Let’s Get Ready to…multitask?

Multitasking is bad. Dual tasking can be challenging, dangerous, or therapeutic. Right? Multi-tasking (MT) is entirely different than DT. We do know this to be true. By definition (McIsaac, Plummer 2015) DT requires simultaneous operation of two discrete tasks. It APPEARS as though most people MT by task-switching. Task-switching across 3 or more tasks simply […]

The Functional Reserve: Part III

As I alluded in Part II of the Functional Reserve series, it is now time to address endurance. Endurance comes in two commonly-recognized forms: muscular endurance and cardiopulmonary endurance. We see these most commonly expressed through endurance events (marathon, triathlon) and using associated muscular (repetitions to fatigue at a given resistance) or aerobic performance measurements […]

The Functional Reserve: Part II

As noted, August is my functional reserve month. Take time this month to give yourself an extra dose in fitness of all forms. In Part I of this concept, I wrote about cognition, with 4 aspects expressed in more easily understandable language, being: hold, recall, process, and generate. Be mindful of the subtle message that […]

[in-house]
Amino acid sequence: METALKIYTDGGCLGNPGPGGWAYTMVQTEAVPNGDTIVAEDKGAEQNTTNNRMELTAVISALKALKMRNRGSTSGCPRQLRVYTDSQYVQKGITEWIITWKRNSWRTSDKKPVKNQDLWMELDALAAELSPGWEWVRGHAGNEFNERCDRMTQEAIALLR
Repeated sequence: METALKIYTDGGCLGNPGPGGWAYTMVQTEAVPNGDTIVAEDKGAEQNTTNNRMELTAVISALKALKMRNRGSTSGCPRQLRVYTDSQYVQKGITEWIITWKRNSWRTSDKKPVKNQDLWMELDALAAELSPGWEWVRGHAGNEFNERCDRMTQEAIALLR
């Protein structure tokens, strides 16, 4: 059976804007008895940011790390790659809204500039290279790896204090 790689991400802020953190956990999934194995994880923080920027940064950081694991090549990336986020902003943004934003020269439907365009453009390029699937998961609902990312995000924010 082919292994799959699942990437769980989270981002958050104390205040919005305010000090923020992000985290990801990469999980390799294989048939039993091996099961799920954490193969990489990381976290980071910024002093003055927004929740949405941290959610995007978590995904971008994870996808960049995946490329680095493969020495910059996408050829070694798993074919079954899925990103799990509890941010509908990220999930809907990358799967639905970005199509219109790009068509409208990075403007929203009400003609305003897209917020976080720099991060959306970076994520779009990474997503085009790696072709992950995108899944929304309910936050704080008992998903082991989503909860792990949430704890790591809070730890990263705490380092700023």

Invest Now: Create a Functional Reserve

No, this is not a soliloquy on the timing of the stock market. This is a call for comprehensive inventory-of and programming-for your wellness. Many people are thinking about their “steps per day” as this can be convenient to track, compare, and gamify. Some are becoming more aware of the need for strength training as […]

Control the Controllables: ROE

In health, wellness, and in rehabilitation, we must learn to “control the controllables”. While this may seem like a play-on-words or retooling of a serenity prayer (accept what we cannot change; courage to change what can be changed; wisdom to know the difference), it should be accepted more literally and adopted more uniformly. This means […]

The Middle Pathway

In a world where intensity is king, and rest is a sin, there is no “middle path”. Can we begin to make one? Can we steal the word “Euthymia” from mental health and give it a place in daily life? Can we begin to make it not only acceptable, but applauded – to breathe? Let’s […]

Invisible Conditions: “In my brain, or in my mind?” Both or neither?

In 2017, I coined the term, “The Invisible Conditions”, refering to those conditions that are challenging-to or impossible to (either) image with today’s technology or to see an individual has (hard signs). These include, but are not limited to: chronic pain, Persistent Postural Perceptual Dizziness (PPPD), Persistent Post Concussion Syndrome (PPCS), Chronic Regional Pain Syndrome […]